WCH CH9325

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WCH CH9325 in the UNI-T UT-D04 DMM cable.
WCH CH9325 in the UNI-T UT325 temperature logger.

WCH, also known as Nanjing Qin Heng Electronics, makes a series of microcontrollers, PCI interface chips, and USB interface chips.

The CH9325 is a USB interface chip, which converts data received via UART to USB and vice versa. The chip presents a HID (Human Interface Device) USB profile, in an effort to not require USB driver installation: this is typically handled by the OS kernel. An example of the profile, in Linux 'lsusb' output format, is here.

The chip runs off of a 12MHz oscillator.

Pin layout

RESET 1-   O -16
UART TX 2- -15 VCC +5V
UART RX 3- -14
TX ACT 4- -13
VCC select 5- -12
USB D+ 6- -11
USB D- 7- -10 OSC+
GND 8- -9 OSC-

Pin 4 goes high while transmitting data on UART TX (i.e. USB -> device). This is possibly intended for an activity LED.

Assuming pin 5 (VCC select) has the same function as other WCH devices (such as CH341), tying it to GND via a decoupling capacitor selects +5V external power operation. Tying the pin to 3.3V selects 3.3V external power.


Chip configuration

USB packets sent to endpoint 0 are intercepted by the chip, and serve to configure it. A confguration packet consists of (at least) 2 bytes:

Byte Description
1-2 UART baudrate, in little-endian order. For example, 60 09 = 0x0960 = 2400. Supported baudrates are 2400, 4800, 9600 and 19200; setting any other rate defaults to 2400 instead.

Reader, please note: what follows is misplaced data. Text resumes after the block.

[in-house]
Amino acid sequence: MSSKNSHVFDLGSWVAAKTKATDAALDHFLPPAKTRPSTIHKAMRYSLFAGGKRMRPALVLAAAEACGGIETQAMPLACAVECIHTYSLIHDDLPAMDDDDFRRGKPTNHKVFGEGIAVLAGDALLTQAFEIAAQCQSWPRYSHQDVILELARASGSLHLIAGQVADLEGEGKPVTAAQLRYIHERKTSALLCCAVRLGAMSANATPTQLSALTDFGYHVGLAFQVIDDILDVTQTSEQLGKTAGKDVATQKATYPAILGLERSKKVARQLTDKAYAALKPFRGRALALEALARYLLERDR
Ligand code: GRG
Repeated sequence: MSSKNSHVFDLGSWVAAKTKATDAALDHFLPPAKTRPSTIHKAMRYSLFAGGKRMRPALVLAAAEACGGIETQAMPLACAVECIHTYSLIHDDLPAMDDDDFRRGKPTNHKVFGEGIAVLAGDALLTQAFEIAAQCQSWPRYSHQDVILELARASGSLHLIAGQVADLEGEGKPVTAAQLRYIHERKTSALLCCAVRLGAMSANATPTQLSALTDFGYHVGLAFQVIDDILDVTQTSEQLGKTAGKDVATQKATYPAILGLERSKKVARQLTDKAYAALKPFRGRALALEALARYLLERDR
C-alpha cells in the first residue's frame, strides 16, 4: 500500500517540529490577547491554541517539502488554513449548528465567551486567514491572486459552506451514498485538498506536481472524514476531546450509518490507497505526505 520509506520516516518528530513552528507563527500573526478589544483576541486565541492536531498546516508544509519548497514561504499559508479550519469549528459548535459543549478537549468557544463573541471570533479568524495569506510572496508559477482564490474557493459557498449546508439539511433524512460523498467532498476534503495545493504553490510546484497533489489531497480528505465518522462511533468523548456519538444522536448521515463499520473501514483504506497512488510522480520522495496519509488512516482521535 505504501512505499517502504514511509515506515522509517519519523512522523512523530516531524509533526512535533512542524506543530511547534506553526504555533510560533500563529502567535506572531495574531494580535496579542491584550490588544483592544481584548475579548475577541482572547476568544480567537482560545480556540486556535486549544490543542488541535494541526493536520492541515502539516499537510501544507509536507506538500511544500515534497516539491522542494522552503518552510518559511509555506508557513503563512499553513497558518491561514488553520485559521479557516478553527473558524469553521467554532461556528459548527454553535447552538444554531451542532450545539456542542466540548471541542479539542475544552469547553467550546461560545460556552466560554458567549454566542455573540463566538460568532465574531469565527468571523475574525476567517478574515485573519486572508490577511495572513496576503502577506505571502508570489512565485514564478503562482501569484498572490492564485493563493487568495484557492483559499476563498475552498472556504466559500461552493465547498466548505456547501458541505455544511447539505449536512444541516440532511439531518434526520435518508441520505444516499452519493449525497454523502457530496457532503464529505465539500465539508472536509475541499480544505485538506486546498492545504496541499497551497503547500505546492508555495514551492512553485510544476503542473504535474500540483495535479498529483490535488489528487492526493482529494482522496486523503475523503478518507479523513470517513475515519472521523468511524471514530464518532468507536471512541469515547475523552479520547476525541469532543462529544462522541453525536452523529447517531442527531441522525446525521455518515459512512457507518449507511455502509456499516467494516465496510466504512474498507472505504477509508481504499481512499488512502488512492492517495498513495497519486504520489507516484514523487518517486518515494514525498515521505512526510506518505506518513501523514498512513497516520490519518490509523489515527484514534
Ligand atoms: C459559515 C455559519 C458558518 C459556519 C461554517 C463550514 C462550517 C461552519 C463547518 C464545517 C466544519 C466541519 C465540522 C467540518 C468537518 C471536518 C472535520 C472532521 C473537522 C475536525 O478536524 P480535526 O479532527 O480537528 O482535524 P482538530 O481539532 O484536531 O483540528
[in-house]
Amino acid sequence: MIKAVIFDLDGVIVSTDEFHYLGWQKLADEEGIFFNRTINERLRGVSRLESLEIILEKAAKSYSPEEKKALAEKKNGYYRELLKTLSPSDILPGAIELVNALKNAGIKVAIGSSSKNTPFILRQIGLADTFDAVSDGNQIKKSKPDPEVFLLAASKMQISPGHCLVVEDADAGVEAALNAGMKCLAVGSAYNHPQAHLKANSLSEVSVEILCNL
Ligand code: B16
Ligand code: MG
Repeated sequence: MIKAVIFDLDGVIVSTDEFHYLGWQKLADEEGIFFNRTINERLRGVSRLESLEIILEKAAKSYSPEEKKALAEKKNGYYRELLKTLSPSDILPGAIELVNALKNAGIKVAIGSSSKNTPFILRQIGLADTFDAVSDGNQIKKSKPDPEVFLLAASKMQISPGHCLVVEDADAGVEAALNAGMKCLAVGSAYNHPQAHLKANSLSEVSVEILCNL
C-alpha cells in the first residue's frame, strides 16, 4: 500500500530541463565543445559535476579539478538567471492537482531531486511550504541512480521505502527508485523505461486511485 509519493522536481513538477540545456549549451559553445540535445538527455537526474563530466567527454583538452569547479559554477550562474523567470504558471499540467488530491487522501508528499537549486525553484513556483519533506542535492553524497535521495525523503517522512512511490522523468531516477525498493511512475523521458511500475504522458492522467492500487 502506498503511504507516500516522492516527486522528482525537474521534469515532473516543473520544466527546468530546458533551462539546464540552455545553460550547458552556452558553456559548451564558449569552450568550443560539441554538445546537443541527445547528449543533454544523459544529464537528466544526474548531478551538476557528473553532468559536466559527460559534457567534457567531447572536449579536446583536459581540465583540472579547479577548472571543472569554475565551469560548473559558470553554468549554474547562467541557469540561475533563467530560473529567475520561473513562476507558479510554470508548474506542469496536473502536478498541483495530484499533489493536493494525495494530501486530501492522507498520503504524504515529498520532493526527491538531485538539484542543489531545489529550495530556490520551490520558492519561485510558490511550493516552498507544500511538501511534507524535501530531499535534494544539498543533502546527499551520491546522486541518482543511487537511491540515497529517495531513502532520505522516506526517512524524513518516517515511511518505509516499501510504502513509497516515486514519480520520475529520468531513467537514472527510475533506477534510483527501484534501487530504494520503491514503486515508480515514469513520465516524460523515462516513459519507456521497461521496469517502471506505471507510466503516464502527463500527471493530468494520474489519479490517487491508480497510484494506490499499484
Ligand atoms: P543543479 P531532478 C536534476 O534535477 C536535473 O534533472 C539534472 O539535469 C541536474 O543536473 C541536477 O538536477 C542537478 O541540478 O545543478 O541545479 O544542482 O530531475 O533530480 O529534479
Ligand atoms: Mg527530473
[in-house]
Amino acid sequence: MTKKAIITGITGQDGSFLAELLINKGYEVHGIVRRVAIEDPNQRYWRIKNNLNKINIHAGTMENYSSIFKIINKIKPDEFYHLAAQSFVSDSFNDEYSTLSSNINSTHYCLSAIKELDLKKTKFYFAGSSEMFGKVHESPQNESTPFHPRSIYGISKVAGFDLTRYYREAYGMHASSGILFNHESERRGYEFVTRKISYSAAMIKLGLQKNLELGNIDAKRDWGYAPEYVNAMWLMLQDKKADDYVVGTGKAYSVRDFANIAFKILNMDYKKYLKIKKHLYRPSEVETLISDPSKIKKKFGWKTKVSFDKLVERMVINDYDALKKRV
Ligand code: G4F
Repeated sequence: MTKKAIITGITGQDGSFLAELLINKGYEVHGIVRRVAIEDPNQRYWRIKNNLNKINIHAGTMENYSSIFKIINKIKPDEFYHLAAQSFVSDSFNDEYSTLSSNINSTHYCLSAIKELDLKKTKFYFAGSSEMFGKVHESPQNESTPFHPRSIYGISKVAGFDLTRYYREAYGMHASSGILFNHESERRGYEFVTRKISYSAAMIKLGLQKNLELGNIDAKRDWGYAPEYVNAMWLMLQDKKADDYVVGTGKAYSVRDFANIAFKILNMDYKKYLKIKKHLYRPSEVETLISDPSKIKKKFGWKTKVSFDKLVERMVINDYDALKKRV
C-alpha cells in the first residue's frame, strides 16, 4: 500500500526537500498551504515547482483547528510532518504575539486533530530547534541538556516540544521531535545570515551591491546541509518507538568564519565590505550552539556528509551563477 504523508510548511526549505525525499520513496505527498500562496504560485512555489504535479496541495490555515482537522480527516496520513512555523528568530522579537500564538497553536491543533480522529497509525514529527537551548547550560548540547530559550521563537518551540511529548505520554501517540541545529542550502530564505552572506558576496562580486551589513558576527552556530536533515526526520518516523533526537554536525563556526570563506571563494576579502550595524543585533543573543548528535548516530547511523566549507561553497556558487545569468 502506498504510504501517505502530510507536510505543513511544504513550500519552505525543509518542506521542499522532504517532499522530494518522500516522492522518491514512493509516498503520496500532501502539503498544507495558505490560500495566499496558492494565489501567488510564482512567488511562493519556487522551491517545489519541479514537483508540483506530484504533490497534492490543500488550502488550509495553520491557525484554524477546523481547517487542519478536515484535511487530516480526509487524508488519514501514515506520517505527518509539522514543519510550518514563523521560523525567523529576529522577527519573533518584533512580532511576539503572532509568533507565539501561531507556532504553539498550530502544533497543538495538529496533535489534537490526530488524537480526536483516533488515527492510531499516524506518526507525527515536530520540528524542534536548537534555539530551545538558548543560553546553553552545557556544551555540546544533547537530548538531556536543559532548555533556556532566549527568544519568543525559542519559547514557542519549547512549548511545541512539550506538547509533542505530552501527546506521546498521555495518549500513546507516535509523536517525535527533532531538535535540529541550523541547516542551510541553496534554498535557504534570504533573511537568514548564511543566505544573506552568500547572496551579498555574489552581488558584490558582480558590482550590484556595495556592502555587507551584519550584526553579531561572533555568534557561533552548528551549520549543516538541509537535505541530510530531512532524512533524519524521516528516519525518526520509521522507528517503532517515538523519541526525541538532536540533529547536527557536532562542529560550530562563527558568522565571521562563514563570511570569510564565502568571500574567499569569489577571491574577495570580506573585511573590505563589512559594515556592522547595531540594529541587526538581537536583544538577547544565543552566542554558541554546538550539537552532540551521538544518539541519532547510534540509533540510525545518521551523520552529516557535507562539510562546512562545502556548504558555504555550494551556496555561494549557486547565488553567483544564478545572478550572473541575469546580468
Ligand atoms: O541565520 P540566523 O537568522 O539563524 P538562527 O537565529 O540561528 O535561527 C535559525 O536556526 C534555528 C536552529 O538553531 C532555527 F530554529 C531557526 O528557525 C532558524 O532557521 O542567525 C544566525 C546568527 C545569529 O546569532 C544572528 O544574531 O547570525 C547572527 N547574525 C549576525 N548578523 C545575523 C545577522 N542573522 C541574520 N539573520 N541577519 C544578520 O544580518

3, 4 uncertain purpose, probably parity and stop bits specs, often omitted, or 0x00 is sent
5 number of data bits (encoded, values 0-3 translate to 5-8 data bits)

Applications can get away with just sending the first two bytes. Vendor software has been observed sending 3 more bytes (00 00 03), but these seem to be not strictly required.

Even though the chip defaults to 2400 baud, that is not the default on startup: the baudrate setting command MUST still be sent.

USB encapsulation

The chip stores bytes received via the UART RX pin into a buffer. It transfers the contents of the buffer to a HID packet at regular intervals (maximum 12ms). The HID packets are always 8 bytes long, with the first byte containing the number of payload bytes. This is encoded as 0xf0 + length. The next 7 bytes contain the payload, padded with zeroes. Thus, even if no data is ever received on the UART, the chip always sends at least one packet every 12ms containing:

f0 00 00 00 00 00 00 00

Here's a packet with 2 bytes payload:

f2 35 41 00 00 00 00 00

Extracting the UART stream on the other side of the USB bus simply entails the reverse process: for every received packet, extract the payload according to the length byte (nibble).

Transmit data is communicated in similar ways: The first byte contains the number of payload bytes which follow (without 0xf0 added as is the case for receive data). Up to 7 payload bytes follow. The complete block consists of exactly 8 bytes, with 0x00 padded when necessary.